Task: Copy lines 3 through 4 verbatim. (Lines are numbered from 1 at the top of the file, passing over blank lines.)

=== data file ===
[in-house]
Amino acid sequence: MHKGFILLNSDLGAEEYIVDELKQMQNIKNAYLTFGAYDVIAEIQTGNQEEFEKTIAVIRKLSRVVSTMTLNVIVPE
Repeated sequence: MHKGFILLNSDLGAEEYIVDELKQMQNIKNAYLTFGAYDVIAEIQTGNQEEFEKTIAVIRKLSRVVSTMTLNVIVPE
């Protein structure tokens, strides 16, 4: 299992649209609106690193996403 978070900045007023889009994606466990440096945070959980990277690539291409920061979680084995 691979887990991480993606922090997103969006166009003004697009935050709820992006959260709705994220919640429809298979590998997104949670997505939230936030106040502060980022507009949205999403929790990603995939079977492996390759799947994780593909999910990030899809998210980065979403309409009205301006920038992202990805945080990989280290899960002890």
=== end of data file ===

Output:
Repeated sequence: MHKGFILLNSDLGAEEYIVDELKQMQNIKNAYLTFGAYDVIAEIQTGNQEEFEKTIAVIRKLSRVVSTMTLNVIVPE
């Protein structure tokens, strides 16, 4: 299992649209609106690193996403 978070900045007023889009994606466990440096945070959980990277690539291409920061979680084995 691979887990991480993606922090997103969006166009003004697009935050709820992006959260709705994220919640429809298979590998997104949670997505939230936030106040502060980022507009949205999403929790990603995939079977492996390759799947994780593909999910990030899809998210980065979403309409009205301006920038992202990805945080990989280290899960002890």